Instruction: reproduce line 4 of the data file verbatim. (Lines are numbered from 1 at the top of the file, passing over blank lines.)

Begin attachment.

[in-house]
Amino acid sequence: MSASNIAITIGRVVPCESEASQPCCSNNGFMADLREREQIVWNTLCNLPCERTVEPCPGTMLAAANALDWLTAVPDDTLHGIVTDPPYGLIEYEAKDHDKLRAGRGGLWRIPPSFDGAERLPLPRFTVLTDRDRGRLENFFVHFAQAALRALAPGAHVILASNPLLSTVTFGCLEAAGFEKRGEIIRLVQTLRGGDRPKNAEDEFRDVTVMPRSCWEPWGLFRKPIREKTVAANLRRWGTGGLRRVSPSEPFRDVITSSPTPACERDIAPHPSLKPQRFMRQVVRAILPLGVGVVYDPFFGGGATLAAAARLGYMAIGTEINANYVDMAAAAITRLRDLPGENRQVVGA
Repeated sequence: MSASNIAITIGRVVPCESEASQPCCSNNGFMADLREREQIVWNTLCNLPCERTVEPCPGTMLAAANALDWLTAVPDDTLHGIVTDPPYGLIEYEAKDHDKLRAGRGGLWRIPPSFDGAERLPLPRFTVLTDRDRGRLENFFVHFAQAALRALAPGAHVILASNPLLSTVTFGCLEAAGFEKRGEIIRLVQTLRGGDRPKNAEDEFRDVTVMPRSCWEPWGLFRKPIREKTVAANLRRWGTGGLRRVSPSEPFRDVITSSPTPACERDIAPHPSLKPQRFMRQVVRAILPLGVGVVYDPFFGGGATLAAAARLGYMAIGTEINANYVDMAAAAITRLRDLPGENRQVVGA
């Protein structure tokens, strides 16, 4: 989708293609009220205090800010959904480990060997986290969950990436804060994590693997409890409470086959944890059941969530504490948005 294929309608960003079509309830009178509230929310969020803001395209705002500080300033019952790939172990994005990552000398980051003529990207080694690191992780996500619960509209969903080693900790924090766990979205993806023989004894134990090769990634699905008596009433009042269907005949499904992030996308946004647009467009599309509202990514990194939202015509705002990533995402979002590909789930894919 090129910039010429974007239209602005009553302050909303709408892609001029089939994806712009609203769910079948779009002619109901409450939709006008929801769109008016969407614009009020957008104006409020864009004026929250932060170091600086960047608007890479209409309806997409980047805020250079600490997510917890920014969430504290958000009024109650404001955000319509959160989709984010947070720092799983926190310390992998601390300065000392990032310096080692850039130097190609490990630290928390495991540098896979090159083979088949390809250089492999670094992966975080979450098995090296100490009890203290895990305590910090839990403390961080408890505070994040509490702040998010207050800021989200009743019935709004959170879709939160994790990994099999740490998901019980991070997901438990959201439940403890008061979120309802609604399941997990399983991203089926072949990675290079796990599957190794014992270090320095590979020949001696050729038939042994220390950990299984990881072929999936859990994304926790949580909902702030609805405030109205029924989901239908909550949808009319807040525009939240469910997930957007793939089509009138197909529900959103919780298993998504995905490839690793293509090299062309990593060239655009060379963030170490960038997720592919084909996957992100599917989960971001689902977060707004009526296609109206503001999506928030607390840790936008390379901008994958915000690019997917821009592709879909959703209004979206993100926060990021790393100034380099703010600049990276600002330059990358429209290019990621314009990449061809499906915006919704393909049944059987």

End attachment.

């Protein structure tokens, strides 16, 4: 989708293609009220205090800010959904480990060997986290969950990436804060994590693997409890409470086959944890059941969530504490948005 294929309608960003079509309830009178509230929310969020803001395209705002500080300033019952790939172990994005990552000398980051003529990207080694690191992780996500619960509209969903080693900790924090766990979205993806023989004894134990090769990634699905008596009433009042269907005949499904992030996308946004647009467009599309509202990514990194939202015509705002990533995402979002590909789930894919 090129910039010429974007239209602005009553302050909303709408892609001029089939994806712009609203769910079948779009002619109901409450939709006008929801769109008016969407614009009020957008104006409020864009004026929250932060170091600086960047608007890479209409309806997409980047805020250079600490997510917890920014969430504290958000009024109650404001955000319509959160989709984010947070720092799983926190310390992998601390300065000392990032310096080692850039130097190609490990630290928390495991540098896979090159083979088949390809250089492999670094992966975080979450098995090296100490009890203290895990305590910090839990403390961080408890505070994040509490702040998010207050800021989200009743019935709004959170879709939160994790990994099999740490998901019980991070997901438990959201439940403890008061979120309802609604399941997990399983991203089926072949990675290079796990599957190794014992270090320095590979020949001696050729038939042994220390950990299984990881072929999936859990994304926790949580909902702030609805405030109205029924989901239908909550949808009319807040525009939240469910997930957007793939089509009138197909529900959103919780298993998504995905490839690793293509090299062309990593060239655009060379963030170490960038997720592919084909996957992100599917989960971001689902977060707004009526296609109206503001999506928030607390840790936008390379901008994958915000690019997917821009592709879909959703209004979206993100926060990021790393100034380099703010600049990276600002330059990358429209290019990621314009990449061809499906915006919704393909049944059987």